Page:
He got immediate service from the bartender and benign notice from the three girls still working the place that early in the morning. He gulped down the drink, winced, and ordered a refill. He thought about what he had done. About what had just happened. He didn’t know the woman in the fur coat. He was just told to detonate the explosive after the driver started the car. No one said the victim was to be a young woman. What difference did it make, anyway? He got part of the money already and he would get the rest when he met the man with the money. The bartender eyed him -- apprehensively -- maybe he should throw the weirdo out -- but the only others in the place were a bunch of hard hats playing poker, so who cares?

The drifter smiled, smirked, really. He ordered another double and thought about what he was going to do.

Three stools away, a black woman, dressed in the uniform of her trade – tight-fitted jumpsuit unzipped to her navel, spike heels, and an auburn wig -- turned to him and said, “Hey, old man, ya look kinda worried an’ beat up. How ‘bout a date? I’ll cheer ya up a whole bunch.”

The drifter became vaguely aware that someone was talking to him. Old man, she said -- I’m not so old. A shave ‘n a shower, some new clothes. Shoes. Maybe a haircut. He swiveled toward her.

“Whaddya say?”

“I said, how ‘bout you ‘n me gettin’ it on, honey.”

He turned away in disgust.

“C’mon, honey, bet you ain’t made it in years. Make you feel like a young stud again.”

He put his drink down, slowly stood up and faced her. The bartender, sensing trouble, eased toward the black woman.

The drifter spat at her. “Whaddya sellin’, the African clap? Get lost.”

The woman threw her drink at him. Hard. The glass missed, but the vodka and grapefruit juice splattered all over him mixing with the crusted blood on his face. She was just a few feet away from him, coming fast and screaming, “you fuckin’ honkey” when the bartender reached across and shoved a .45 automatic in her face. She stopped abruptly and stared at the gun.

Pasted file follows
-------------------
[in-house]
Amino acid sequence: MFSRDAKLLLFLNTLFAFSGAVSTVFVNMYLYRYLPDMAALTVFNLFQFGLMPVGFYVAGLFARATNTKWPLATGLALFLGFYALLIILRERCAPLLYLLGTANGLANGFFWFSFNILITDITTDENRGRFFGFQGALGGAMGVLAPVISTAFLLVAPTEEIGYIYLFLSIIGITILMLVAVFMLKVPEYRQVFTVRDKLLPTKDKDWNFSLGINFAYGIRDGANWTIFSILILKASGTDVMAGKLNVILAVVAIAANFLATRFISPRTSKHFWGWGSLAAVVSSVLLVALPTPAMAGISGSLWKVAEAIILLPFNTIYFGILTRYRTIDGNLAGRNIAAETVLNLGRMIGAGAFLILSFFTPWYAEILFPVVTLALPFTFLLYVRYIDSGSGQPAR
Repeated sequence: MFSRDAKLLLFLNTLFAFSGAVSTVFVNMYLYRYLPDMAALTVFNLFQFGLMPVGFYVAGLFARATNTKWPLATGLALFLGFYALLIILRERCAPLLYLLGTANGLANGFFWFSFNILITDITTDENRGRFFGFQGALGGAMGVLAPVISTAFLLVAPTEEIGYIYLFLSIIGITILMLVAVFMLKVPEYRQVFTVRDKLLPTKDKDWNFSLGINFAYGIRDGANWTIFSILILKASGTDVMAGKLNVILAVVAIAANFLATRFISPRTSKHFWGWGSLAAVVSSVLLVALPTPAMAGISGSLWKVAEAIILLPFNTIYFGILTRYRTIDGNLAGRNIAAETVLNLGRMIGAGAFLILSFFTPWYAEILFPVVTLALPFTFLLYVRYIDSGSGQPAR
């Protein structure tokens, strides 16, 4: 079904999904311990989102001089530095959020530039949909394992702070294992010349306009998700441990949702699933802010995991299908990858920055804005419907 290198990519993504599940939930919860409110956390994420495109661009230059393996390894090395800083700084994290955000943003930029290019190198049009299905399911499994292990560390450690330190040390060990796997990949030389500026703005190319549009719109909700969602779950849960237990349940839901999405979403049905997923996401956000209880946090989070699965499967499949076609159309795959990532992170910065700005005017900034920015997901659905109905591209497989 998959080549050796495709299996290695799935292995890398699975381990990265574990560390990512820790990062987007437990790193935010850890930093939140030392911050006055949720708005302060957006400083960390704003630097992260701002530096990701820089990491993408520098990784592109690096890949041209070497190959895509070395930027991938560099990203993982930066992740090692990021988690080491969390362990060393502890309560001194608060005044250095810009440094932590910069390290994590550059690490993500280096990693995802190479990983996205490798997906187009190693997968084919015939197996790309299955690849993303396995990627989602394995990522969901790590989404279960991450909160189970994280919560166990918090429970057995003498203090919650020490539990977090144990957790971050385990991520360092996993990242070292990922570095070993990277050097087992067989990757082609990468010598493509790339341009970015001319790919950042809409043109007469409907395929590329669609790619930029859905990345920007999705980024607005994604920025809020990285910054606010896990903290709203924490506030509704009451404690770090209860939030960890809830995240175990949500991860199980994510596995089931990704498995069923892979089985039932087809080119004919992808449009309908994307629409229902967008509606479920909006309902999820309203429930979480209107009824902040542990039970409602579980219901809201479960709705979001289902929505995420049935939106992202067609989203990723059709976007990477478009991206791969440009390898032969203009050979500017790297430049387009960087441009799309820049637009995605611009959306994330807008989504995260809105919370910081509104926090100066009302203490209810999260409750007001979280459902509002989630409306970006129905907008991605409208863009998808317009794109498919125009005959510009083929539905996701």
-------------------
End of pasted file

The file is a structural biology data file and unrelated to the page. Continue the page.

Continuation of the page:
“Drop the razor, baby. Sit down.”

She hesitated for a moment, put the straight-edge on the bar, slowly turned on her heel and sashayed away.

The bartender pointed the gun at him. “Get out, bum. I knew you were trouble the minute you walked in.”

“I didn’t do nothin’, she did.”

“Out, pops, now.”

The drifter stared at the bartender and decided he was on the losing end of the .45. He got up, slowly collected his money, deliberately counting it bill by bill, brushed imaginary dust off his jacket and finished his drink. Then he palmed the razor, shuffled to the door and left.

The pick-up truck was parked exactly where he had been told it would be, on the perimeter road around Merrill Field, Anchorage’s general aviation airport a few miles from Elmendorf. He approached the truck from the rear, from the blind side just to be sure. There was only one person in the cab. So far, so good. Just like it was supposed to be. No surprises. He startled the man behind the wheel as he suddenly appeared next to the driver’s open window.